Photo by Bagus tri laksono
The European design ethos introduced by the Dutch to Indonesia has become part of the nation’s heritage and something to be preserved. In Jakarta, for example, there are several buildings from the colonial era done in classic or Art Deco architecture. One of those unique, well-preserved luxury homes built in the Independence era is the residence of The Netherlands’ ambassador to Indonesia, Rob Swartbol, and his wife, Jacqueline.
Located in the high-end vicinity of Menteng, Central Jakarta; the house was designed by the Dutch architect Han Groenewegen in 1948 in the New Realism tradition, which was the lodestone for architects in Europe as well as Dutch expatriate architects in Indonesia at the time. The main form is unassuming though it is clearly recognizable with uninterrupted walls. The windows on the upper floor are characteristically horizontal and have austere concrete canopies to give shade. Known for his architectural designs, such as the Oranje School, the Menteng Cinema on Jl. Cokroaminoto and the Bank Indonesia building on Jl. Thamrin; Groenewegen made this house first for a residential series for the Javasche Bank.
Groenewegen’s designs have clarity and subtlety while radiating individuality. It’s straightforward main form, clear window layout and white colour facade gives a strong character to the house. It is also evident in the inside of the residence, where the essence of New Realism is shown through the stained windows by the stairwell with the coats of arms of all the provinces of the Netherlands in existence when the house was built.
The house was renovated in 1966 by architect Jan Holstein from the Dutch foreign office, introducing some classic elements, and again in 2000, with an upgrade to adopt 21st century standards. As an official residence, the house was designed to hold large and frequent receptions, from formal dinners to even concerts for 100 guests. A stunning contemporary chandelier called “Light Shade Shade” by Jurgen Bey from Moooi makes a great centrepiece in this high-ceilinged and spacious dining room.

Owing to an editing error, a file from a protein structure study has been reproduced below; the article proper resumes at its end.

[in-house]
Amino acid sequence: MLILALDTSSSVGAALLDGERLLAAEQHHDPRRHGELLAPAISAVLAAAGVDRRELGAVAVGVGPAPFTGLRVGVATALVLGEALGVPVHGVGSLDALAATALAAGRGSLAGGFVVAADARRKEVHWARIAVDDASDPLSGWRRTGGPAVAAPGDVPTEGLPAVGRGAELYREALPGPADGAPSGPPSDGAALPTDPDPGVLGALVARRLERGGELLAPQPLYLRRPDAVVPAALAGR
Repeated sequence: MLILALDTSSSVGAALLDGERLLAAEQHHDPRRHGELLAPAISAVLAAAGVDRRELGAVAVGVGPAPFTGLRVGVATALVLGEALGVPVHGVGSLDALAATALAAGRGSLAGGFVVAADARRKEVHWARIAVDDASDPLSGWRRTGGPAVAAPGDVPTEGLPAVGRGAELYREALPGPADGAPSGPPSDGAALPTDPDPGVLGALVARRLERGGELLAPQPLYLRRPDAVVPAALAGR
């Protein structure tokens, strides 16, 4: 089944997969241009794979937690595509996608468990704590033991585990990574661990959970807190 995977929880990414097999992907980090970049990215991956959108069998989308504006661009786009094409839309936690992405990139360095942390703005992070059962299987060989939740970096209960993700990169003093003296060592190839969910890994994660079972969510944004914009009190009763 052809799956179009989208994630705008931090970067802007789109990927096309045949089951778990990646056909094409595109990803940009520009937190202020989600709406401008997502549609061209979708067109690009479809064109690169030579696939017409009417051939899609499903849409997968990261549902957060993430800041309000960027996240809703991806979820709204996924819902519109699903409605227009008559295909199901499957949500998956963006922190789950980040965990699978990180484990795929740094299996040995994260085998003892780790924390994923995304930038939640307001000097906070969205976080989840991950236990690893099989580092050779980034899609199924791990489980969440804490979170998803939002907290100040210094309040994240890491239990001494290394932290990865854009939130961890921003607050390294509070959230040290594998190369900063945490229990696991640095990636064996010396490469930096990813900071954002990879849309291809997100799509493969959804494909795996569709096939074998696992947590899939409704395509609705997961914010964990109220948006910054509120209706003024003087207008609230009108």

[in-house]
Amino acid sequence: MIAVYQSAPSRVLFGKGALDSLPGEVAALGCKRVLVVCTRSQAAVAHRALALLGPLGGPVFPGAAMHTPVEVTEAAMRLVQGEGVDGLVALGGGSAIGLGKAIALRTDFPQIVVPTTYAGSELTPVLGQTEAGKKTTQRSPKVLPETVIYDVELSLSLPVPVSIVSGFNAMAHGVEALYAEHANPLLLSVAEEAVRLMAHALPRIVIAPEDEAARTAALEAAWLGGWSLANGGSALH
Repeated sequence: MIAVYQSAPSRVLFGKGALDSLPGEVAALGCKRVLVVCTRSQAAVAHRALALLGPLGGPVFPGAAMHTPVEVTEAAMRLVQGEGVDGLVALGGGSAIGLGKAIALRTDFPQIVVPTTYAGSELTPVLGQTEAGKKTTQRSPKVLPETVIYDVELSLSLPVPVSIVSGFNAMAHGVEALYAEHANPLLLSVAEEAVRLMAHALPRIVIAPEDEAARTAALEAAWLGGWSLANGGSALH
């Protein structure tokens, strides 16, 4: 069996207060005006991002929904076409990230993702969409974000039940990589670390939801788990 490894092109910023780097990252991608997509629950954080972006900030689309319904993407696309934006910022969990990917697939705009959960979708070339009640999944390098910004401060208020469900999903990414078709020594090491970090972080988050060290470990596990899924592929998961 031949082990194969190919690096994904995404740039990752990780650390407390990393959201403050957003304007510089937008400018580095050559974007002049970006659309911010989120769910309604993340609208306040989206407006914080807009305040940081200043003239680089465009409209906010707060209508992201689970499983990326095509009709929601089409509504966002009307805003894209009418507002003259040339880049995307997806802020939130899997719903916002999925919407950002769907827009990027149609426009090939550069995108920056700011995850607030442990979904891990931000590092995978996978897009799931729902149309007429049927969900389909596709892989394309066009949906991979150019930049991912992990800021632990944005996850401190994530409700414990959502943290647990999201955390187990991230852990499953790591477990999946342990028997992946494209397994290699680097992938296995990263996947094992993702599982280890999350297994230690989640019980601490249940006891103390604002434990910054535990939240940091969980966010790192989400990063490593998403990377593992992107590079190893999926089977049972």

The main living room is spacious, with a grand piano as the piece de resistance. A blue made-to-measure carpet gives contrast to the white room and was also especially designed for this house. Juxtaposed against a 1998 painting by Janneke Viegers showing the center of Utrecht, including the Dom Tower, is a beautiful hybrid old-Dutch/Chinoiserie style cabinet and a three-metre-long chaise lounge. We love to see playful design approaches, such as four bold shell chairs and the large two-tier Perspex coffee tables.
On the first floor and parallel to the dining room and living room are two studies with connecting doors. One is used as the ambassador’s office and library. The interior approach presents the sophisticated character of the couple in creating a homey and well-designed ambiance. Rob Swartbol says that a house should be warm and be inviting. “People should feel at home when they visit us. Obviously, functionality is important, too, but the atmospherics are crucial.”
Going to the second floor via a staircase with beautiful stained windows is the master bedroom and two guest rooms. The house also features a lush garden with tropical vegetation such as hibiscus, heliconia and a golden candle surrounding a big swimming pool and a guest pavilion that has its own living room, a bedroom, and bathroom.
The Dutch residence showcases the greatness of the past and the present in beautiful harmony. It has a strong European feel and Dutch accents with a homey vibe. This is the principal for the Swartbols when it comes to living. Jacqueline Swartbol stated that a perfect home should be a place where you feel at ease and you don’t have to sit up. She adds that it was important for her to give a personal touch to the residence, especially when moving to a fully furnished house. “My perfect home would not be perfect without books, pictures and lots of candles,” she says.